Human aggression constitutes a complex a multidetermined act which results in physical or verbal assault to others, self, or objects. Among the various biological factors studied, the most consistent factor associated with impulsive (but not premeditated) aggression is a reduction in the activity of the central monoamine neurotransmitter serotonin (5-HT). 5-HT's role in the regulation of impulsive aggressive behavior is thought to arise from its role in neuronal inhibition, through which it raises the threshold for action in response to an outward (or inward) stimulus. 5-HT appears to act to restrain the individual from assaulting the object of stimulus. A role central 5-HT in the regulation of impulsive aggression and/or suicidal (i.e., of a violent and/or impulsive nature) behavior in humans is suggested by the association of alterations in indices of 5-HT activity (e.g., reductions in brain 5-HT/5-HIAA, lumbar CSF 5-HIAA, brain/platelet 5-HT Transporter binding, PRL response to 5-HT Challenge) in psychiatric, increases in brain/platelet 5-HT-2a receptor binding) patients with prominent histories of impulsive aggressive and suicidal behavior. During the current grant period, the applicant conducted an experimental clinical trial in which the selective 5-HT uptake inhibitor, Fluoxetine, was found to significantly reduce the frequency and severity of impulsive aggressive behaviors in a 12-week randomized, double-blind, placebo-controlled trial in personality disordered subjects with prominent histories of impulsive aggressive behavior. Subjects in this were found to have reduced PRL responses to d-Fenfluramine Challenge (PRL[d-FEN]). In addition, PRL[d-FEN] values appeared to correlate positively with anti-aggressive response to fluoxetine and to decrease after successful treatment with fluoxetine in responders. In this renewal application, the applicant proposes to: a) extend their clinical trial to include a 12-week Maintenance Treatment Phase and a 12-week Placebo-Controlled Discontinuation Phase in order to collect data regarding anti-aggressive efficacy beyond the initial 12 weeks of treatment and to determine the stability of remission in impulsive aggressive behaviors after 24 weeks of treatment with Fluoxetine; b) determine the relationship between Pre-Treatment and Post-Treatment indices of 5-HT activity (i.e., PRL[d-FEN] responses and Platelet 5-HT Transporter/5-HT-2a Receptor Binding) and anti-aggressive efficacy to Fluoxetine; and c) test the relative anti-aggressive efficacy of Fluoxetine in the three most prominent Personality Disorder subtypes occurring in DSM-IV Personality Disordered subjects with prominent histories of impulsive aggressive behavior.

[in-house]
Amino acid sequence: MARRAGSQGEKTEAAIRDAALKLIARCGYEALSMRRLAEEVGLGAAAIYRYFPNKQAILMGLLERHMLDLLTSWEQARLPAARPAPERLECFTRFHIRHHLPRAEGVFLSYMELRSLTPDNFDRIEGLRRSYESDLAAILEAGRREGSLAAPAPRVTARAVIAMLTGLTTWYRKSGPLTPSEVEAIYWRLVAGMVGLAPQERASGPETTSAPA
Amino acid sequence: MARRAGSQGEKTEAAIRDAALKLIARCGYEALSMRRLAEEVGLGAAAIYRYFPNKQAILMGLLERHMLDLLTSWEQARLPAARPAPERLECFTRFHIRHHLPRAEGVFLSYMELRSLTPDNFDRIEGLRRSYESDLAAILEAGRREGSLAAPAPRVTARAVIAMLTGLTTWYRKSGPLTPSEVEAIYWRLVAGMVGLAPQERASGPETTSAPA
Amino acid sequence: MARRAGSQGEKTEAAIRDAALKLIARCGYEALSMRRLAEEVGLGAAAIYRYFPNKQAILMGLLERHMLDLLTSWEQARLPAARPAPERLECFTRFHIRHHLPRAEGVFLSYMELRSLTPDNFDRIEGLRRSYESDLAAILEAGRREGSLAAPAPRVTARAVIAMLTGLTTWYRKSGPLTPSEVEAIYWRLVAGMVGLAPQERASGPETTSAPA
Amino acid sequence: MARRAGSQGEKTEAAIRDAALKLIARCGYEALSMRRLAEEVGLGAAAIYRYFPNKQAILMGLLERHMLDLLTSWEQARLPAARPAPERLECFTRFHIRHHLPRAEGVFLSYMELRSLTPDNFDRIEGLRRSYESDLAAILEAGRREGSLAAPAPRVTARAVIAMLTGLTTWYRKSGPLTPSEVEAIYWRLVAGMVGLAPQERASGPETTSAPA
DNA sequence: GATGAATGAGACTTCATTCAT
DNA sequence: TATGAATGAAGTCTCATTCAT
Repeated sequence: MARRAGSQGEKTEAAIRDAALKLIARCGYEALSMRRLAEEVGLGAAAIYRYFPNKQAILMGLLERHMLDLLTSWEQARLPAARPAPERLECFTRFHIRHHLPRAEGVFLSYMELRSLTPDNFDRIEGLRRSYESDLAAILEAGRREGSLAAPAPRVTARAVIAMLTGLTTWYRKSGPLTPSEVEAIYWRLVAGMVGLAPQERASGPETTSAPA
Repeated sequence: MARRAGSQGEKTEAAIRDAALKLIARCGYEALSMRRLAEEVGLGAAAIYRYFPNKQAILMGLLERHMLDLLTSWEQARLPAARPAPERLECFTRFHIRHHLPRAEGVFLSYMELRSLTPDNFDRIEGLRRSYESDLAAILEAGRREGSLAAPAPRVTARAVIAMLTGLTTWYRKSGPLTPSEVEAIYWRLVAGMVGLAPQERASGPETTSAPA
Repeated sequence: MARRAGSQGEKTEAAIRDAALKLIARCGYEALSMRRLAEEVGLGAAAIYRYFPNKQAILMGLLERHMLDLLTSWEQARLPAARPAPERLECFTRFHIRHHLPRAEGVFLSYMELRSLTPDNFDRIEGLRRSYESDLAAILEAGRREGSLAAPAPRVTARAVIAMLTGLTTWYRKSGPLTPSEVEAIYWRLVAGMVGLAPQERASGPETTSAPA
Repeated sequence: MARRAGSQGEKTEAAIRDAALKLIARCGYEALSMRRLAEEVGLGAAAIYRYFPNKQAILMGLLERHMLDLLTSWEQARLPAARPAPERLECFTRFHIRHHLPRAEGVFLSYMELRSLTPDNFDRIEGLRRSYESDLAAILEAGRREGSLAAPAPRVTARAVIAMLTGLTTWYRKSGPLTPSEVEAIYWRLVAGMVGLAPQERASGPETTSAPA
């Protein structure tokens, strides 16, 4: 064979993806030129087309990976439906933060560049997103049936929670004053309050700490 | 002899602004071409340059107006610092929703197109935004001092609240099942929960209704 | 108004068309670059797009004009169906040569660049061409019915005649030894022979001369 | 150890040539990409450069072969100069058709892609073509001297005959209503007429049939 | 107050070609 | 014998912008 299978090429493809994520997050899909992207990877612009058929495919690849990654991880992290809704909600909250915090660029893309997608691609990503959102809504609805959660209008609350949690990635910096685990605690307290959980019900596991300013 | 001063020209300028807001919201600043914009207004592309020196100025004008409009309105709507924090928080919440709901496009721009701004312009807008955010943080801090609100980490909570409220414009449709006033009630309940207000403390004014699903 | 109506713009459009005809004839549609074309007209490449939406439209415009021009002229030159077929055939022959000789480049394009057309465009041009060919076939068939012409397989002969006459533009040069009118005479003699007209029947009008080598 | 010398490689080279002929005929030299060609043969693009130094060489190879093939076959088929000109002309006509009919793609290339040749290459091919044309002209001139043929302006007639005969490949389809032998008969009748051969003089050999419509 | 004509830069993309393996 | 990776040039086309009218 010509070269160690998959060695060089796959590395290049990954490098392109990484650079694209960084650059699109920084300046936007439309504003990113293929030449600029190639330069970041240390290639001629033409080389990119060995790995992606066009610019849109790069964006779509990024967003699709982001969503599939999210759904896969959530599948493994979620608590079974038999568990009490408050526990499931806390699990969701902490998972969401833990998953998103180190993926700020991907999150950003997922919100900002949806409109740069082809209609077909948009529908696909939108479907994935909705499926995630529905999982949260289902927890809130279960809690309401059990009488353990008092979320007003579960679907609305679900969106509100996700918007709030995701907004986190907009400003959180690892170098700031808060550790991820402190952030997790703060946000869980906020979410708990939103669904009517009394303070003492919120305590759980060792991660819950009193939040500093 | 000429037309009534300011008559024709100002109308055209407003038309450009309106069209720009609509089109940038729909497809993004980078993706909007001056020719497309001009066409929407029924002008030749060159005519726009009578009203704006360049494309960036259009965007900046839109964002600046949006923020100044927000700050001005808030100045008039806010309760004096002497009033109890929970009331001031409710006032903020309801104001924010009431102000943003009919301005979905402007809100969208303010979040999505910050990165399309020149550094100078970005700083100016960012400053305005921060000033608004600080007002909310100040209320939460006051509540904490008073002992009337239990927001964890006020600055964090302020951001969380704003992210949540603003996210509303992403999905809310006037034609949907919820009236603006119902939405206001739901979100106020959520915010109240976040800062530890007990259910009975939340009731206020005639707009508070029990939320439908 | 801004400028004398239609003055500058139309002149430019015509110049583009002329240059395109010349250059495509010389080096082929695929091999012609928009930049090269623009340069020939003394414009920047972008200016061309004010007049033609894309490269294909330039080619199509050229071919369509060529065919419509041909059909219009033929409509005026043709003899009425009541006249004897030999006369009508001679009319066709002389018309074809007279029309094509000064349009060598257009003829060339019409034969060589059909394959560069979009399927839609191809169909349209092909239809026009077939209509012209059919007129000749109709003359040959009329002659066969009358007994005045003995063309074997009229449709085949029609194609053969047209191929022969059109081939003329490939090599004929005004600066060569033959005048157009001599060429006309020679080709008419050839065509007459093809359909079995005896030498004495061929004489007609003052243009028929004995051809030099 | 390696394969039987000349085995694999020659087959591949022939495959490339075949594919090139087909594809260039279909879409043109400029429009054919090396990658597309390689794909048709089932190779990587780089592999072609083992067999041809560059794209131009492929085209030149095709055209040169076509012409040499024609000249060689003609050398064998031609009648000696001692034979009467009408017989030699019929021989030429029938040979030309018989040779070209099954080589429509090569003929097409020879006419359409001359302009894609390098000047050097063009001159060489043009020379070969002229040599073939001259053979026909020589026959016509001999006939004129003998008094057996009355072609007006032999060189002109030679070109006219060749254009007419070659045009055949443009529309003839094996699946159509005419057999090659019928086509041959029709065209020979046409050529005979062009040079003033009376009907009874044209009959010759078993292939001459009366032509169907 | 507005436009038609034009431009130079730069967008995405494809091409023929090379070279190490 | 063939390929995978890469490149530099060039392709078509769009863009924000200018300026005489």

National Institute of Health (NIH)
National Institute of Mental Health (NIMH)
Research Project (R01)
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Special Emphasis Panel (ZMH1-CRB-J (23))
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Pearson, Jane L
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University of Chicago
Schools of Medicine
United States
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